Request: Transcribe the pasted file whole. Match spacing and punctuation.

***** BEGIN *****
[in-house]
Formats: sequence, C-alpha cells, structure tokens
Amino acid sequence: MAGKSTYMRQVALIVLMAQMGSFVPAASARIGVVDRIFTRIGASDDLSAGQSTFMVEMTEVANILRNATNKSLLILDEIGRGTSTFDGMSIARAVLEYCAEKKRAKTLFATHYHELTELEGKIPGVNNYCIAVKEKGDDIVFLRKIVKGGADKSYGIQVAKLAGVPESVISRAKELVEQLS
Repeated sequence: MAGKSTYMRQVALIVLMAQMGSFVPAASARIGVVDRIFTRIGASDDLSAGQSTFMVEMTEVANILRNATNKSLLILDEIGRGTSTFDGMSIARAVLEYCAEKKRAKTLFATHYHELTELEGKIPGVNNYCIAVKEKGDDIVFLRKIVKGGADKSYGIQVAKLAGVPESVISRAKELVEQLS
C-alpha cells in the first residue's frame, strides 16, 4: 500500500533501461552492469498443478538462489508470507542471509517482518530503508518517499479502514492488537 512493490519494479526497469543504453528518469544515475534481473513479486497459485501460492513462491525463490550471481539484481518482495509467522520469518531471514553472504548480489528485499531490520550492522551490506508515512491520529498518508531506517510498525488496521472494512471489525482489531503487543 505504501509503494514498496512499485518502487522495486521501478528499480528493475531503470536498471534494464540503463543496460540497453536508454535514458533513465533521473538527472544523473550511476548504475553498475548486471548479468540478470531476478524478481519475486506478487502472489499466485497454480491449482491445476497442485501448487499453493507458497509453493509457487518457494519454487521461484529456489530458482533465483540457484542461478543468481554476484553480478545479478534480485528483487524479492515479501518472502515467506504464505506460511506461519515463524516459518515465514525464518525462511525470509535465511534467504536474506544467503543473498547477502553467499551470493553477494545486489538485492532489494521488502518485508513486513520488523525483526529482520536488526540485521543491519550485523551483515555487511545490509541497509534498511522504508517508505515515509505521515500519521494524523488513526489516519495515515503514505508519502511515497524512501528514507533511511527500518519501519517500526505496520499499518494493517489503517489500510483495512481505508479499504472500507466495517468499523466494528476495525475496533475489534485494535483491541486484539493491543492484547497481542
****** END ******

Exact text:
[in-house]
Formats: sequence, C-alpha cells, structure tokens
Amino acid sequence: MAGKSTYMRQVALIVLMAQMGSFVPAASARIGVVDRIFTRIGASDDLSAGQSTFMVEMTEVANILRNATNKSLLILDEIGRGTSTFDGMSIARAVLEYCAEKKRAKTLFATHYHELTELEGKIPGVNNYCIAVKEKGDDIVFLRKIVKGGADKSYGIQVAKLAGVPESVISRAKELVEQLS
Repeated sequence: MAGKSTYMRQVALIVLMAQMGSFVPAASARIGVVDRIFTRIGASDDLSAGQSTFMVEMTEVANILRNATNKSLLILDEIGRGTSTFDGMSIARAVLEYCAEKKRAKTLFATHYHELTELEGKIPGVNNYCIAVKEKGDDIVFLRKIVKGGADKSYGIQVAKLAGVPESVISRAKELVEQLS
C-alpha cells in the first residue's frame, strides 16, 4: 500500500533501461552492469498443478538462489508470507542471509517482518530503508518517499479502514492488537 512493490519494479526497469543504453528518469544515475534481473513479486497459485501460492513462491525463490550471481539484481518482495509467522520469518531471514553472504548480489528485499531490520550492522551490506508515512491520529498518508531506517510498525488496521472494512471489525482489531503487543 505504501509503494514498496512499485518502487522495486521501478528499480528493475531503470536498471534494464540503463543496460540497453536508454535514458533513465533521473538527472544523473550511476548504475553498475548486471548479468540478470531476478524478481519475486506478487502472489499466485497454480491449482491445476497442485501448487499453493507458497509453493509457487518457494519454487521461484529456489530458482533465483540457484542461478543468481554476484553480478545479478534480485528483487524479492515479501518472502515467506504464505506460511506461519515463524516459518515465514525464518525462511525470509535465511534467504536474506544467503543473498547477502553467499551470493553477494545486489538485492532489494521488502518485508513486513520488523525483526529482520536488526540485521543491519550485523551483515555487511545490509541497509534498511522504508517508505515515509505521515500519521494524523488513526489516519495515515503514505508519502511515497524512501528514507533511511527500518519501519517500526505496520499499518494493517489503517489500510483495512481505508479499504472500507466495517468499523466494528476495525475496533475489534485494535483491541486484539493491543492484547497481542